Your book’s cover and description are the two key factors that could cause a customer to either ignore you or open to chapter one. Let’s assume that you’ve already got an attractive book cover (if not, check out BookBaby’s eBook Cover Design service). But how do you create a compelling book description?

While there’s no single tried-and-true method, one thing is for sure: You MUST capture the imagination with the first sentence.

3 Prompts to Help You Write a Better Book Description

1. I recommend going to your local bookstore or browsing on Amazon.com. Read the back covers and dust jacket blurbs of your favorite books. What works to capture your own imagination? Try copying that.

2. Appeal to your readers’ inner fears, hopes, and desires. How will you know what they are? They’re probably not that different from your own.

3. Make them feel like your book contains something they’re missing in their own life, some knowledge or wisdom, some thrill or secret.

Whatever angle you take, make sure to have your family, friends, and loyal fans weigh in on this book description. Did the first sentence of the book description make them want to read further? If not, you may have some more work to do.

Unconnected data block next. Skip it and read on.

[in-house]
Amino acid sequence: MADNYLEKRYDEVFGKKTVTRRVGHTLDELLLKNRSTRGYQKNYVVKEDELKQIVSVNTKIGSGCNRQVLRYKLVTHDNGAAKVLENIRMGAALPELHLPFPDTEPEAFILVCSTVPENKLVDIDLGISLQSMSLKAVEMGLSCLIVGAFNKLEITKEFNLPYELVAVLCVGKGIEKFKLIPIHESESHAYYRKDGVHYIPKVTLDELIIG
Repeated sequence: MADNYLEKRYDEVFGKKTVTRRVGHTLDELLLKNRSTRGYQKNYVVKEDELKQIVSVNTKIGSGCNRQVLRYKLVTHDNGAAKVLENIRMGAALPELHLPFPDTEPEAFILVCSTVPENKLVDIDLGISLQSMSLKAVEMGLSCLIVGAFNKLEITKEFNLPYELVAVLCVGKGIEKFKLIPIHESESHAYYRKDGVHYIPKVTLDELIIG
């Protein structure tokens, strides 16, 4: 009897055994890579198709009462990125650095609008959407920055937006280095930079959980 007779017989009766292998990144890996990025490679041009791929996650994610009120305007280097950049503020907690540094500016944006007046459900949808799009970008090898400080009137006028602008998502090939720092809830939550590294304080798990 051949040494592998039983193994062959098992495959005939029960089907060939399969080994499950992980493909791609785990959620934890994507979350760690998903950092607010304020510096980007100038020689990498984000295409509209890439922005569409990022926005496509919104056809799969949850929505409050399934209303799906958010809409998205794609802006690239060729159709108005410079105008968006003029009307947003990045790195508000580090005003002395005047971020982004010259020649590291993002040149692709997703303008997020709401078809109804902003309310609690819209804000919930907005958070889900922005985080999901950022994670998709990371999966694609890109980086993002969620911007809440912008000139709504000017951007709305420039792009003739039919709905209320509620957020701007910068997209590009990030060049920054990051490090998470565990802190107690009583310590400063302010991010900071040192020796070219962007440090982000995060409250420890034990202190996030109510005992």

-Chris R. at BookBaby

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Chris Robley

About Chris Robley

Chris Robley has written 570 posts in this blog.

is an award-winning poet, songwriter, performer, and music producer who now lives in Portland, Maine after more than a decade in Portland, Oregon. His music has been praised by NPR, the LA Times, the Boston Globe, and others. Skyscraper Magazine said he is “one of the best short-story musicians to come along in quite some time.” Robley’s poetry has been published or is forthcoming in POETRY, Prairie Schooner, Poetry Northwest, Beloit Poetry Journal, RHINO, Magma Poetry, and more. He is the 2013 winner of Boulevard's Poetry Prize for Emerging Writers and the 2014 recipient of a Maine Literary Award in the category of "Short Works Poetry."

4 thoughts on “Selling Tip: Captivating Book Descriptions

  1. jeremiah says:

    If you make an e-book can you still make a hard copy?

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